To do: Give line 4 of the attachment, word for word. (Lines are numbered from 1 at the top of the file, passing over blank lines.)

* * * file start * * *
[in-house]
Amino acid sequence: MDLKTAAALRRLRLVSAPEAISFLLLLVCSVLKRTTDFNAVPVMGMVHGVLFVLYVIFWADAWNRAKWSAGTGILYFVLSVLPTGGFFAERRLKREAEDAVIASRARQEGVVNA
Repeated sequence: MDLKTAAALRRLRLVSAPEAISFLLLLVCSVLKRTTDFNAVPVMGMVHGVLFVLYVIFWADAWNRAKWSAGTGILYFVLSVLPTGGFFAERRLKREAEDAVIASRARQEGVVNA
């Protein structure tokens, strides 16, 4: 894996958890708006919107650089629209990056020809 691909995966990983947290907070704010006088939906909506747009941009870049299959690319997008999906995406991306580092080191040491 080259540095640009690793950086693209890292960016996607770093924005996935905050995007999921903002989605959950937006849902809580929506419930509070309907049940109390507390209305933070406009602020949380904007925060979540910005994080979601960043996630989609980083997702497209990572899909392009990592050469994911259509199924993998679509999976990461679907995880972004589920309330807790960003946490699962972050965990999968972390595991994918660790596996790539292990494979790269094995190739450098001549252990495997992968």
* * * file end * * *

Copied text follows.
């Protein structure tokens, strides 16, 4: 894996958890708006919107650089629209990056020809 691909995966990983947290907070704010006088939906909506747009941009870049299959690319997008999906995406991306580092080191040491 080259540095640009690793950086693209890292960016996607770093924005996935905050995007999921903002989605959950937006849902809580929506419930509070309907049940109390507390209305933070406009602020949380904007925060979540910005994080979601960043996630989609980083997702497209990572899909392009990592050469994911259509199924993998679509999976990461679907995880972004589920309330807790960003946490699962972050965990999968972390595991994918660790596996790539292990494979790269094995190739450098001549252990495997992968």